Welcome to the Secret Garden South of Bobber's Mill Bridge in Nottingham

Welcome to Windmill Community Gardens, home of the Climate Friendly Gardeners Project.

We are a group of local people, who are nurturing a wonderful community garden in the heart of the city. You'll find us just South of Bobbersmill Bridge, on the allotment site at the South end of Ascot Road. The Gardens are a great place where anyone can come to find out more about growing their own food in a changing climate. We cater for all abilities and welcome any nationality or age group.

Why not come and join us?

Thursday 28 November 2013

Lanterns for Lohri

Anyone for willow lanterns?

We had a great session today with the lovely folk from Gateway to Nature, who came to help us create really impressive lanterns, ready for the Lohri festival in January.

The basic design is made from 2 willow triangular pyramids, so it's easier than it looks.

Starting the pyramid
Masking tape is enough to stick the
corners together
If you fancy making one yourself, Tracey can show you how. Give us a call and she can arrange a workshop for you.

Many thanks to the volunteers who did a brilliant job with the last of the winter bed preparation, and to the DISO boys who worked with Maxine to de-weed the bark paths and mulch all the orchard trees.

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DISO guys doing great work
path revamping
Max gets to grips with the
landscaping fabric
Getting the strawberry bed under

Volunteers working hard

Thursday 14 November 2013

Preparing for Winter and Another Break-in!

We are getting pretty fed up of the two-legged rats that run around our area. We had yet another break in over the weekend! As usual, only a few things disappeared, but we'd just tidied the shed, so it was a real come-down to see the stuff all moved about in there. We think we've managed to solve the problem, so hopefully we are secure again, but it's still not the best way to start a week.

The good news was that our volunteers did another great session's work, and the result is a nicely weeded and mulched path around the keyhole bed, one set of polytunnel doors with their Winter plastic  neatly tacked on, cleared polytunnel beds and a new roller-vent system in place at the side of the tunnel.

We also discovered when we lifted it, that the horned cucumber had been hiding a very healthy crop, so various volunteers are taking them home to try. Tracey has the original one ripening in a fruit bowl at home, so we'll soon find out if they really do taste of melon and banana when they are ripe.

Tracey turned up with a pan of soup made from our sweet potatoes, potatoes, onions and carrots which went down a treat. Now we just need to hope we can finish battening down the hatches before the promised "big freeze" really sets in!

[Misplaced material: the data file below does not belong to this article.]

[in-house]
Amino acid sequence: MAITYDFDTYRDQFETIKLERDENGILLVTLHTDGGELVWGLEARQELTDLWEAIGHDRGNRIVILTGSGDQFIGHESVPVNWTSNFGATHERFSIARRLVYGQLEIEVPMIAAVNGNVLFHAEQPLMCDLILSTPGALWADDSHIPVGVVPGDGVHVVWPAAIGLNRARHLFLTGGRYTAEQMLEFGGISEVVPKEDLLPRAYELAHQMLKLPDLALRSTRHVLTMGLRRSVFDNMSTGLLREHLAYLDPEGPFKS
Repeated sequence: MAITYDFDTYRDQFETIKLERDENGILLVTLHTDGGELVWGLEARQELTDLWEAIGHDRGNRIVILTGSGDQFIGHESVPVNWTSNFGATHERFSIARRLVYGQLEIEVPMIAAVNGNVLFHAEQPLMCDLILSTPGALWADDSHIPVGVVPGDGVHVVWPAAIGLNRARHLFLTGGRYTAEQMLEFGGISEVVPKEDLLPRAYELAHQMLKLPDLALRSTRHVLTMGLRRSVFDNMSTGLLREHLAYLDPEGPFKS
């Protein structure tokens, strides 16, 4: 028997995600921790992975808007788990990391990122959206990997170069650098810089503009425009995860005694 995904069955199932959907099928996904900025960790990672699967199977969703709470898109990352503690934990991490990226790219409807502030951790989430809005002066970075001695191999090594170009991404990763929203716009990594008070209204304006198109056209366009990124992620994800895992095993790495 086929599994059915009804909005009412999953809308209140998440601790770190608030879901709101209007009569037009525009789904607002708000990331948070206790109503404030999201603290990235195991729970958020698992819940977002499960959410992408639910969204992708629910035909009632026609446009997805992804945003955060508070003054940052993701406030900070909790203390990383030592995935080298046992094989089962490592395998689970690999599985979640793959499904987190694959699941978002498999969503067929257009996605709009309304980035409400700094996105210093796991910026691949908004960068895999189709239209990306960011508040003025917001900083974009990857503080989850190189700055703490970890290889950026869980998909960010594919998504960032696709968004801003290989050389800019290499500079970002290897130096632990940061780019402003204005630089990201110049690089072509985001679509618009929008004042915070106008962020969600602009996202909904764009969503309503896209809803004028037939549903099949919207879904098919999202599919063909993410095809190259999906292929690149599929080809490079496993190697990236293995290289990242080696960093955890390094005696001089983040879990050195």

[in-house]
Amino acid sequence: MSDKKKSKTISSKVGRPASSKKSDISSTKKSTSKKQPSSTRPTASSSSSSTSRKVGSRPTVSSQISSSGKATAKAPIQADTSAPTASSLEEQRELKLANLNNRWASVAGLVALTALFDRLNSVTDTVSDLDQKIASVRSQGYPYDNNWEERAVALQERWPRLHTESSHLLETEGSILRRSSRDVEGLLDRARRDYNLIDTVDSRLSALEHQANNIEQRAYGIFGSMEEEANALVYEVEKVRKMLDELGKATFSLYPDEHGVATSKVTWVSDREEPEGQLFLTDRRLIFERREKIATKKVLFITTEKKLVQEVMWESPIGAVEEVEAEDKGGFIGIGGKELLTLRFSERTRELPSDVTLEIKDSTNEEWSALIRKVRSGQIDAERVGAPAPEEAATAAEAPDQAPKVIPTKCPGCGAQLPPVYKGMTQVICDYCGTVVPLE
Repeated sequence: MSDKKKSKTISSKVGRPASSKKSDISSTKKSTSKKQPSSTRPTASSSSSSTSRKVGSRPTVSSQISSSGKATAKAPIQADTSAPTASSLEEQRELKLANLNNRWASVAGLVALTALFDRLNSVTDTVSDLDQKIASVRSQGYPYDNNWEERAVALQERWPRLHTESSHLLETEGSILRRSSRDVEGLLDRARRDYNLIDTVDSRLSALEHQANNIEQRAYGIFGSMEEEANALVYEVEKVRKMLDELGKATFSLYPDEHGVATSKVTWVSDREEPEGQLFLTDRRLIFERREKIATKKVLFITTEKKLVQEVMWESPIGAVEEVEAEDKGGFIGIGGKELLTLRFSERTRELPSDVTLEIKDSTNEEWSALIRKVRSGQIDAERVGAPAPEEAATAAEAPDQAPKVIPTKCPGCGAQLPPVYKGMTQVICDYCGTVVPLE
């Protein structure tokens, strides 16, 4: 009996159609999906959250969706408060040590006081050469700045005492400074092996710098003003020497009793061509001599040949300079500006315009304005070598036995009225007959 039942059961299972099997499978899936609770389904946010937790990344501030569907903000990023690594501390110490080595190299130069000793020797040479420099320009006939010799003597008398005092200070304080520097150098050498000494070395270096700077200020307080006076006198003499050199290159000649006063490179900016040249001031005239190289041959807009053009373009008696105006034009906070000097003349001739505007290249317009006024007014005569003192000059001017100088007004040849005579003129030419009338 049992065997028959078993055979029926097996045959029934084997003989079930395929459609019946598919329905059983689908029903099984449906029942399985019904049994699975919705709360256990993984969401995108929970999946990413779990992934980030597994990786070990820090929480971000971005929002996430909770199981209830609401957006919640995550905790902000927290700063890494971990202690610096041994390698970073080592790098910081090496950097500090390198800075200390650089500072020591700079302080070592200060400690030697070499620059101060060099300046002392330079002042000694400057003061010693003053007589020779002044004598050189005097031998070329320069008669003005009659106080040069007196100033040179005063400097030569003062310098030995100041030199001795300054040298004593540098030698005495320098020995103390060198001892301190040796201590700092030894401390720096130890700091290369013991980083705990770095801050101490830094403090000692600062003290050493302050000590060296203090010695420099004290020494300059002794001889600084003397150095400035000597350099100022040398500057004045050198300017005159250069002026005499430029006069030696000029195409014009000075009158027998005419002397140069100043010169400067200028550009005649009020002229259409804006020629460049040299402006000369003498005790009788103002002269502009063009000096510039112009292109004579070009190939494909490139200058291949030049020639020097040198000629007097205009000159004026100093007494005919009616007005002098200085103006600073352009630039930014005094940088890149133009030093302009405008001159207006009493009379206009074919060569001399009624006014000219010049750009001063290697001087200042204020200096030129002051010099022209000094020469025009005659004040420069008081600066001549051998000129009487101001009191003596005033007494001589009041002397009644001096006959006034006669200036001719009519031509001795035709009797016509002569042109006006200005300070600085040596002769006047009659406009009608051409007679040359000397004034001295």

Thursday 7 November 2013

Another clever way to keep warm!

Maybe the sun decided that Thursday was a good day to shine, because we got lucky with the weather, despite the wet week, so our band of happy helpers got lots done.


The first job was to get the net off the top of the fruit cage - always important at this time of year so that we can make sure the weather doesn't damage it when it starts to get icy. Another great benefit is that it allows birds into the cage to seek out insects around the fruit bushes, and hopefully they will help us to get rid of any pests that are hiding there. Having a quick look at the bushes, we realised that we'd missed picking loads of redcurrants! They were still edible, so look out for them appearing on the menu at the Christmas!

Hassan picks the surprise
crop of redcurrants.

We also took the chance to tie in all the new growth of the raspberry - blackberry hybrids along the walls of the cage. They are all doing well and we ended up having to prune some of them, so we've taken cuttings. If they take, we'll let you know!

Joyce makes the cuttings

The cuttings in position

More work went on to finish clearing beds, and to mulch with compost. With such good weather, we had a bit of a clear out in the shed because the cooking kit got a bit disorganised in the last month and we needed to know where everything had gone!

We also had a clever wheeze. Because we use tyres to warm up the ground and air around our pumpkins, marrows and squashes, at this time of year, we end up with lots of spare tyres as we take them off. Last year we noticed that the pile of wood chips and leaves, that is delivered for mulch on the allotments, heats up really nicely. Regular readers may remember that we used this to heat up the cold toes of a class from Robert Shaw Primary who were planting trees for us! So - why not use the effect in the polytunnel to keep it a bit warmer? We decided to try it, and we've put the wood chips into towers made from the tyres. These have then been covered over, so we don't get lots of mould spores flying about. They've been christened "tyre batteries" and we'll monitor them to see how warm they get.

Carrie and Annette start making
the tyre batteries.

A plastic base stops the wood chip
from mixing into the soil
Filling the tyres with woodchip

In the middle of all the activity, Hassan organised rice and a nice "end of season veg" meal with lots of the last pick veg from the beds as we cleared them. It was warm enough to sit on the benches outside - so November hasn't yet lived up to the dire warnings about an early freeze. Actually, a bit more cold would be nice, because it looks like we'll need to cut the lawn again...

We'll see what we get next week!

Enjoying lunch in the sun!